The Company also adopted ASU 2014-09, Revenue from Contracts with Customers (Topic 606), as of January 1, 2018, as required. ASU 2014-09 replaces existing revenue recognition guidance for contracts to provide goods or services to customers and amends existing guidance related to recognition of gains and losses on the sale of certain nonfinancial assets such as real estate.  See Note 13 to the accompanying unaudited consolidated financial statements for the impact of the adoption of this new standard on the Company's consolidated financial statements.

Effective January 1, 2019, the Company adopted ASU 2016-02, Leases (Topic 842), which requires lessees to recognize a right of use asset and a lease liability on their balance sheet for all leases, including operating leases, with a term of greater than 12 months. In July 2018, the FASB issued ASU 2018-11, which adds a transition option permitting entities to apply the provisions of the new standard at its adoption date instead of the earliest comparative period presented in the consolidated financial statements. Under this transition option, comparative reporting would not be required, and the provisions of the standard would be applied prospectively to leases in effect at the date of adoption. The Company elected to use the optional transition method provided by ASU 2018-11. The Company also elected the package of practical expedients permitted under the transition guidance within the new standard, which allowed the Company to carry forward its ASC 840 assessment regarding definition of a lease, lease classification, and initial direct costs. The following practical expedients were applied during implementation of this standard:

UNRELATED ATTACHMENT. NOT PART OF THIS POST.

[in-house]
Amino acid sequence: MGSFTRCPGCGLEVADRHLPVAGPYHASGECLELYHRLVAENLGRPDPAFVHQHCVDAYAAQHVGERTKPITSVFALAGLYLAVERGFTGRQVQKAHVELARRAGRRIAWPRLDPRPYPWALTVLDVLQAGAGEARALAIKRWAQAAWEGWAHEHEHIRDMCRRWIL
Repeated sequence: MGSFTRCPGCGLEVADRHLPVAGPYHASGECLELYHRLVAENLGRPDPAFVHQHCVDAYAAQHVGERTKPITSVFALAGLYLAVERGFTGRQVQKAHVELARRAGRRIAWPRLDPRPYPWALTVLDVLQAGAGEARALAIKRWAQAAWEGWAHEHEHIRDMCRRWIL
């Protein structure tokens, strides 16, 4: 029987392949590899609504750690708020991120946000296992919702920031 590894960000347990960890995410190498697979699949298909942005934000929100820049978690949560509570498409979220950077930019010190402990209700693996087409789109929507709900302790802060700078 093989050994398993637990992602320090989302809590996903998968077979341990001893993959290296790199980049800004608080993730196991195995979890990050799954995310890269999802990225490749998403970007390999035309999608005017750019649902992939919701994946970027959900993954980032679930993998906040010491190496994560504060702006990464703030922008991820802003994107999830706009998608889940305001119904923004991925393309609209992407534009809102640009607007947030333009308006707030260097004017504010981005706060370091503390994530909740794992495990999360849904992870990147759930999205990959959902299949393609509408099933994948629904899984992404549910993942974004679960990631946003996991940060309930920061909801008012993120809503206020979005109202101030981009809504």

We did not reassess whether any expired or existing contracts are, or contain, leases. Additionally, we did not reassess for lease classifications of expired or existing leases, or initial direct costs for any existing leases.